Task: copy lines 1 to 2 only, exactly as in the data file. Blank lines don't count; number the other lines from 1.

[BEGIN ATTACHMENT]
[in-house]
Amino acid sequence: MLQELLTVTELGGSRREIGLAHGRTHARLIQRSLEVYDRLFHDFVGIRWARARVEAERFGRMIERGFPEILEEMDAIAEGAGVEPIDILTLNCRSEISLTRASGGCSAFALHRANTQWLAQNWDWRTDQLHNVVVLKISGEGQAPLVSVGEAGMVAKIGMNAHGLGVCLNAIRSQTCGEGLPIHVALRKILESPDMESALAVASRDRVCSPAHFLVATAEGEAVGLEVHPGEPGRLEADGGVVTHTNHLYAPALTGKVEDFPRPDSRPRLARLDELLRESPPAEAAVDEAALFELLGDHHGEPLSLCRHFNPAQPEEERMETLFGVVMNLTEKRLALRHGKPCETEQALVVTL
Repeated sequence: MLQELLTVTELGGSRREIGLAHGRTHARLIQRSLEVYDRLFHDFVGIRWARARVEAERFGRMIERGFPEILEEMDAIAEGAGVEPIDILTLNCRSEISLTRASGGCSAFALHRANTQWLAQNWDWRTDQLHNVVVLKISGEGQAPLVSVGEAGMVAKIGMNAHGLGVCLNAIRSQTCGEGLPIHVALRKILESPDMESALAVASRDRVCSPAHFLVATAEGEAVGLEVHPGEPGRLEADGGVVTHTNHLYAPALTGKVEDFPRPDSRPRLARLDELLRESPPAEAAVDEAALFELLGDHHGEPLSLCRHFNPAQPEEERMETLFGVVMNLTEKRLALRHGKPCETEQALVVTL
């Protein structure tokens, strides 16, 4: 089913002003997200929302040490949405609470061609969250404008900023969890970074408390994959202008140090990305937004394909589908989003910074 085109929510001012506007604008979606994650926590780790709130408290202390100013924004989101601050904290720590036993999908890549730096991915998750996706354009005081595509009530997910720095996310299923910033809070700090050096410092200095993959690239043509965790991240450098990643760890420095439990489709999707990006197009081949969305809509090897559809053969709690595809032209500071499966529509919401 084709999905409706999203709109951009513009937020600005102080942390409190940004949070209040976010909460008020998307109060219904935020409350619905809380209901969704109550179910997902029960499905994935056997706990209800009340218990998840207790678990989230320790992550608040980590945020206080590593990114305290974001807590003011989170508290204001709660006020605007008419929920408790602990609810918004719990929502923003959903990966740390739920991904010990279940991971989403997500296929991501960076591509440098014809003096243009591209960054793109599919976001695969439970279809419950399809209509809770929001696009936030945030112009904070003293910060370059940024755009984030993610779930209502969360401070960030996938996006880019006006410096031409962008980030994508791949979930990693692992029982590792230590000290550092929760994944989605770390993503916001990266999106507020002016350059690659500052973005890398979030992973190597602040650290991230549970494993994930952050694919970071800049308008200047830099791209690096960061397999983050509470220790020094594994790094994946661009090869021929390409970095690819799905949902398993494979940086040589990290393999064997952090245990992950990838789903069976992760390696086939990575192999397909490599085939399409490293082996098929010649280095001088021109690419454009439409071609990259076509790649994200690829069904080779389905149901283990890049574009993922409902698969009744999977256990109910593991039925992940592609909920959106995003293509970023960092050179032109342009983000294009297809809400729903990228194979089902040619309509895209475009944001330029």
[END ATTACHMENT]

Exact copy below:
[in-house]
Amino acid sequence: MLQELLTVTELGGSRREIGLAHGRTHARLIQRSLEVYDRLFHDFVGIRWARARVEAERFGRMIERGFPEILEEMDAIAEGAGVEPIDILTLNCRSEISLTRASGGCSAFALHRANTQWLAQNWDWRTDQLHNVVVLKISGEGQAPLVSVGEAGMVAKIGMNAHGLGVCLNAIRSQTCGEGLPIHVALRKILESPDMESALAVASRDRVCSPAHFLVATAEGEAVGLEVHPGEPGRLEADGGVVTHTNHLYAPALTGKVEDFPRPDSRPRLARLDELLRESPPAEAAVDEAALFELLGDHHGEPLSLCRHFNPAQPEEERMETLFGVVMNLTEKRLALRHGKPCETEQALVVTL